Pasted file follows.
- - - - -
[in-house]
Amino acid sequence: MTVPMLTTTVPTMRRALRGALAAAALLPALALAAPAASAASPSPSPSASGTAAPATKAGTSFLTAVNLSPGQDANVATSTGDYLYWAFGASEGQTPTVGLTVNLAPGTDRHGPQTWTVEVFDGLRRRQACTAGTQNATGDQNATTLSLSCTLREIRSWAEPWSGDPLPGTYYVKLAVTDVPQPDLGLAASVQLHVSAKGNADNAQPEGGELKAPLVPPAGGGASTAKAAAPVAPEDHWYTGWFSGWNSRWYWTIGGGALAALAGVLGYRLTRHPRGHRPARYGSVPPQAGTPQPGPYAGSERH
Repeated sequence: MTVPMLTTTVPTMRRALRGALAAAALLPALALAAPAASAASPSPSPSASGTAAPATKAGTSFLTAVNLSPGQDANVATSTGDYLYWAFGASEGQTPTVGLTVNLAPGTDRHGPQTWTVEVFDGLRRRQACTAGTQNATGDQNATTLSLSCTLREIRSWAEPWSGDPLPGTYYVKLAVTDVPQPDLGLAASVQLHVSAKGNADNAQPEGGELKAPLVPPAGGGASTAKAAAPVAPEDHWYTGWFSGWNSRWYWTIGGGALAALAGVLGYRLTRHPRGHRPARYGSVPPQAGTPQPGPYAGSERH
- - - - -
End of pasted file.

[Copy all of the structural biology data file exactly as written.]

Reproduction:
[in-house]
Amino acid sequence: MTVPMLTTTVPTMRRALRGALAAAALLPALALAAPAASAASPSPSPSASGTAAPATKAGTSFLTAVNLSPGQDANVATSTGDYLYWAFGASEGQTPTVGLTVNLAPGTDRHGPQTWTVEVFDGLRRRQACTAGTQNATGDQNATTLSLSCTLREIRSWAEPWSGDPLPGTYYVKLAVTDVPQPDLGLAASVQLHVSAKGNADNAQPEGGELKAPLVPPAGGGASTAKAAAPVAPEDHWYTGWFSGWNSRWYWTIGGGALAALAGVLGYRLTRHPRGHRPARYGSVPPQAGTPQPGPYAGSERH
Repeated sequence: MTVPMLTTTVPTMRRALRGALAAAALLPALALAAPAASAASPSPSPSASGTAAPATKAGTSFLTAVNLSPGQDANVATSTGDYLYWAFGASEGQTPTVGLTVNLAPGTDRHGPQTWTVEVFDGLRRRQACTAGTQNATGDQNATTLSLSCTLREIRSWAEPWSGDPLPGTYYVKLAVTDVPQPDLGLAASVQLHVSAKGNADNAQPEGGELKAPLVPPAGGGASTAKAAAPVAPEDHWYTGWFSGWNSRWYWTIGGGALAALAGVLGYRLTRHPRGHRPARYGSVPPQAGTPQPGPYAGSERH